Before kids, before meaningful responsibilities and certainly before this forum of ours moved from infancy to toddlerdom, there was a cozy and rustic tavern tucked away in a nook at the crossroads of Little Italy and the Lower East Side. Many long afternoons were spent at the perfectly worn zinc bar with great friends and loves nibbling on Devils on Horseback and Smoked Trout, sipping on French 75’s. Sadly, that tavern was too long forgotten by this writer and unfairly so.Freemans at the end of Freeman Alley just off Rivington is back on the radar and it’s as great as it has ever been. No matter how many times you’ve been, Freemans always feels like a find…like you really have to know the underground byways and secret handshakes of this town. When you enter the blue door at the end of the graffiti adorned lane, you are greeted with what they describe as this “rugged clandestine Colonial American tavern” with walls loaded with peeling paint and vintage taxidermy. The menu follows the same mantra, “simple, rustic and inspired by early American traditions.”For brunch, the Piedmontese Cheeseburger is amazing and the Smoked Trout is second only to the ones I smoke at home…but, I digress. The Roast Pork Sandwich is one that also must be tried with its blanket of thinly sliced pickled zucchini and garlic mayonnaise piled between two slices of grilled peasant bread. Dinner brings other fantastic goodies. To start, go for the House Made Country Paté, the Hot Artichoke Dip or Steamed PEI Mussels. For the main, their Whole Grilled Brook Trout is always a winner as is whatever their Daily Market Fish happens to be. Or for something a little meatier, go for the Grilled Pork Loin or Colorado Lamb Stew.Whichever your culinary poison, wash it all down with one of their classic cocktails or traditional old-world wines. If you’ve never been to Freemans, go now. If it’s been a while, let this serve as your reminder. If you go all the time, call me an idiot and have a nice day.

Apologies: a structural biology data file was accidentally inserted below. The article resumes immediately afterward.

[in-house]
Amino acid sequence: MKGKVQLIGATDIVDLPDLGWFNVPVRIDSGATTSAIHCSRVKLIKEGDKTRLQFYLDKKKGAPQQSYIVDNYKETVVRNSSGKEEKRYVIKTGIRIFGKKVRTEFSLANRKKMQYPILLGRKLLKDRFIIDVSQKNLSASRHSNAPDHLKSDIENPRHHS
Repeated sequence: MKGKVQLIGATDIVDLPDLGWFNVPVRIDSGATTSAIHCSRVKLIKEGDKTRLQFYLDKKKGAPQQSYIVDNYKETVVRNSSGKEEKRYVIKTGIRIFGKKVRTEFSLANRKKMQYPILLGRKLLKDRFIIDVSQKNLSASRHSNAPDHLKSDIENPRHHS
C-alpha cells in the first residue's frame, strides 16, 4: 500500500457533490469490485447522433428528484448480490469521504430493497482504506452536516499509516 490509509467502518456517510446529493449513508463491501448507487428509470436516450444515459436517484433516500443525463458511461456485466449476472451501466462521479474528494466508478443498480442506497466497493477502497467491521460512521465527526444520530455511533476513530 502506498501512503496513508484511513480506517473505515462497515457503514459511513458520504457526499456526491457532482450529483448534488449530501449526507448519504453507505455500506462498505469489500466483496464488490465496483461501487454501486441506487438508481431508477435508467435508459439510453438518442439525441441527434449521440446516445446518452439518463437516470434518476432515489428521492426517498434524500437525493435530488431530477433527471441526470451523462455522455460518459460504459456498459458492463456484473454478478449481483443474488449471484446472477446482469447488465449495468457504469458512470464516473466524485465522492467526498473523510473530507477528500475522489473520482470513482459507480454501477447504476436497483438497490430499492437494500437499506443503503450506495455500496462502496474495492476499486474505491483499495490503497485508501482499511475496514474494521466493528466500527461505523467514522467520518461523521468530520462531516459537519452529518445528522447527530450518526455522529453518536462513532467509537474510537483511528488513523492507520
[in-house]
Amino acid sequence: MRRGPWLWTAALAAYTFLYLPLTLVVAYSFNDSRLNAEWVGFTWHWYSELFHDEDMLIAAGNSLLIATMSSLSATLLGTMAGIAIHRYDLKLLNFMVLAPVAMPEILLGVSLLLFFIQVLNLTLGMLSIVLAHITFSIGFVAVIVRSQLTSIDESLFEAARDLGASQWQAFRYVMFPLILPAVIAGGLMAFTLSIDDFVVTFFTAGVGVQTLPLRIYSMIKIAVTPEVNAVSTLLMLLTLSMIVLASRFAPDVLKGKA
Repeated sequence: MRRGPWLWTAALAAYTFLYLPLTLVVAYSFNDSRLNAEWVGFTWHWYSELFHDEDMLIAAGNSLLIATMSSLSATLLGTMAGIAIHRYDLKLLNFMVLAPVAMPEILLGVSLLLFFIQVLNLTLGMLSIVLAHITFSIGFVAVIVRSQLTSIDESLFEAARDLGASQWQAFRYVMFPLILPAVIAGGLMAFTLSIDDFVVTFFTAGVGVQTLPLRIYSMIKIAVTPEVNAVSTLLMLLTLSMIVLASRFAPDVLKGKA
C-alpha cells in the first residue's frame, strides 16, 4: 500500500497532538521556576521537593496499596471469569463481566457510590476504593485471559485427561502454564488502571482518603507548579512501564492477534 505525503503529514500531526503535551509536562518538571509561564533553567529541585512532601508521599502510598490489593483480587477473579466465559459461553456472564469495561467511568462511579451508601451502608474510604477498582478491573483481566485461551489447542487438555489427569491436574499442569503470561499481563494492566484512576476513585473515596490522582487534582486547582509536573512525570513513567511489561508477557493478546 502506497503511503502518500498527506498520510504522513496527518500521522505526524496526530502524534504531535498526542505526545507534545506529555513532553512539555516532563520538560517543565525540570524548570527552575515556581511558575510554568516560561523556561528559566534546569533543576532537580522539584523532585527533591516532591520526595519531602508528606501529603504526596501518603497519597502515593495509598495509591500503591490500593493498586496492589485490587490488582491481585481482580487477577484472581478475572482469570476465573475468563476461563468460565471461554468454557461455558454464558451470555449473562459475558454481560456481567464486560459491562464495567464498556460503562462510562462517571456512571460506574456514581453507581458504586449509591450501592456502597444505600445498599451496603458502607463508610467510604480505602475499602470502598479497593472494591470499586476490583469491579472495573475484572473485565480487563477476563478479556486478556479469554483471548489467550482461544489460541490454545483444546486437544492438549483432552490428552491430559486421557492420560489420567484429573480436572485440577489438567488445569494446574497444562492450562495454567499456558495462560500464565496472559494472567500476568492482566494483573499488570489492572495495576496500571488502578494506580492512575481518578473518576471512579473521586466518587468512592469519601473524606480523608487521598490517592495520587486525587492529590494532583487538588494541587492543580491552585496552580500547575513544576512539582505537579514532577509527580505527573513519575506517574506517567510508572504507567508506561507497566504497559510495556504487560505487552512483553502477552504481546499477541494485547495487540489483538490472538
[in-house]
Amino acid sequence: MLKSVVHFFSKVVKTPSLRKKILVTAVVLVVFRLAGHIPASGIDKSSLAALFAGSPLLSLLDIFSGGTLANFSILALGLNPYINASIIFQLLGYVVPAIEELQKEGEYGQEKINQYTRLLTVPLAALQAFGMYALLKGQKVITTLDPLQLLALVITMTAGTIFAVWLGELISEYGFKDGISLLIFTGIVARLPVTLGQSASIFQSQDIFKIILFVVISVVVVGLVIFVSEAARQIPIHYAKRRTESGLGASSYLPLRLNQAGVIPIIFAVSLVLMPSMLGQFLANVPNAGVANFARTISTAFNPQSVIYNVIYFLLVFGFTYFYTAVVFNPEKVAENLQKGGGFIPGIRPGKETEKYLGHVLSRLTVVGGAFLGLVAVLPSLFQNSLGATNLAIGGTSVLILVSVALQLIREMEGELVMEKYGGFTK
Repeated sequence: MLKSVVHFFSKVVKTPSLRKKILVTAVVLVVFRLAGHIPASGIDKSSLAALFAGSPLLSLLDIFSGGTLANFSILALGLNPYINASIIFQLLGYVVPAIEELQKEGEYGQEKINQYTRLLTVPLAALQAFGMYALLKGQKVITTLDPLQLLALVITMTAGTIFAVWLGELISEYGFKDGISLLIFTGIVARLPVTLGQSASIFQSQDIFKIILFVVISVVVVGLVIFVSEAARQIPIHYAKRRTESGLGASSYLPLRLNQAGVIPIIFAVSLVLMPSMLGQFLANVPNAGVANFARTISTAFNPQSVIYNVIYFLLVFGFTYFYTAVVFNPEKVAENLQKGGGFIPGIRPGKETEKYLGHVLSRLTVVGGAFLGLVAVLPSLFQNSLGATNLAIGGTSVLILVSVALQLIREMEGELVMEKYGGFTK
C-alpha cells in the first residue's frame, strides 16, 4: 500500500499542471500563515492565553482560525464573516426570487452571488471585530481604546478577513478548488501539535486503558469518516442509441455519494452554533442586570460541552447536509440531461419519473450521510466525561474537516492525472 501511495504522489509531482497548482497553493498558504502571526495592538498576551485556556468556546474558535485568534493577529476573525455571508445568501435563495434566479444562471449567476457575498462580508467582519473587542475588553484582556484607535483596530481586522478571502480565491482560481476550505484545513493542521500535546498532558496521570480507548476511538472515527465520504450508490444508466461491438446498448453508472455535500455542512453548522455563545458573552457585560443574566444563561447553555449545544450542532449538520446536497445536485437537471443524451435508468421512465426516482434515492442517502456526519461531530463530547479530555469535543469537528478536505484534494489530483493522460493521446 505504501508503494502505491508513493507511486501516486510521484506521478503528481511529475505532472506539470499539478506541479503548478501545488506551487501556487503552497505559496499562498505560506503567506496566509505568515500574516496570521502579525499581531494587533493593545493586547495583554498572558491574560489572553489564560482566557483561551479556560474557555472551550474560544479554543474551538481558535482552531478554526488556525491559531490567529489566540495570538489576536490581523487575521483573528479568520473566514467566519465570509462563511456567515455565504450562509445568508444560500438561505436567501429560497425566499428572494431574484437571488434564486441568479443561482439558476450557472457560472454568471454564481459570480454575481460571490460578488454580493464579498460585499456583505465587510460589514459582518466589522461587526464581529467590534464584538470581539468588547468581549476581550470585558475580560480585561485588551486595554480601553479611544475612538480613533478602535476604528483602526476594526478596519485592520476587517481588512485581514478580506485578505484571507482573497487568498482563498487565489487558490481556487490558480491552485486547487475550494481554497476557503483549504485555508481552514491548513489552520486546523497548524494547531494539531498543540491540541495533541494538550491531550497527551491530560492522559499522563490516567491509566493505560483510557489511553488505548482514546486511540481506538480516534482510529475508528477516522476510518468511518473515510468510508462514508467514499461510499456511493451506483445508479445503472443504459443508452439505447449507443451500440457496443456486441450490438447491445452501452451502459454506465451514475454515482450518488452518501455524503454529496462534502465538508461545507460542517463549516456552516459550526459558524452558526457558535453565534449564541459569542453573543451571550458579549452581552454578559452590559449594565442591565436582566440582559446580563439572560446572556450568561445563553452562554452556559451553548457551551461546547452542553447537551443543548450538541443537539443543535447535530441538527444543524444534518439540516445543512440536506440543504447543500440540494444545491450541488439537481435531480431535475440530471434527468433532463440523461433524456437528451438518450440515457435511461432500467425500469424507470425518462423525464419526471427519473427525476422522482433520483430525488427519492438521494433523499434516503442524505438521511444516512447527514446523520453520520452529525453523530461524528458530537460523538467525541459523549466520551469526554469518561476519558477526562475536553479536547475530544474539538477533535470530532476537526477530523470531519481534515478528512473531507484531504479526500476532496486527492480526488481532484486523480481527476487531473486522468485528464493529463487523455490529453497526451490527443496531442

There are so many ways to experience a chef’s talents in this town of extreme culinary diversity. One of my favorites is to book a reservation, sit down, and let the chosen chef bombard your with their talents. Omakase in Japan. Prixe-fixe in France. ”Oh my God!” at Torrisi on Mulberry Street.
Lesa and I booked reservations for the Chef’s Tasting Menu a couple of weeks in advance and our mouths watered heavily as our date neared. I’m going to spare you the blow-by-blow for each course, because you can read about it from actual food writers here, here, and here, but I will tell you that the 22 course culinary journey through the history of New York that unfolded for about three hours after being seated was absolutely phenomenal and, dare I say, fun. Here is a list of each course as presented at the end of the meal.
Every course had a purpose beyond looking good and tasting pretty. The atmosphere is cozy, unpretentious and thoroughly un-modern with a healthy dose of old funk and hip-hop keeping the mood decidedly upbeat. And the service was perfect. Food and wine were never over-described, each course appeared at a perfect clip and everyone working to give each diner the best experience possible seemed to be actually enjoying themselves. The feast felt real…nothing forced or over thought. It was an amazing experience that should be had by as many as possible. We’ll be headed back for round two as soon as the credit card recovers!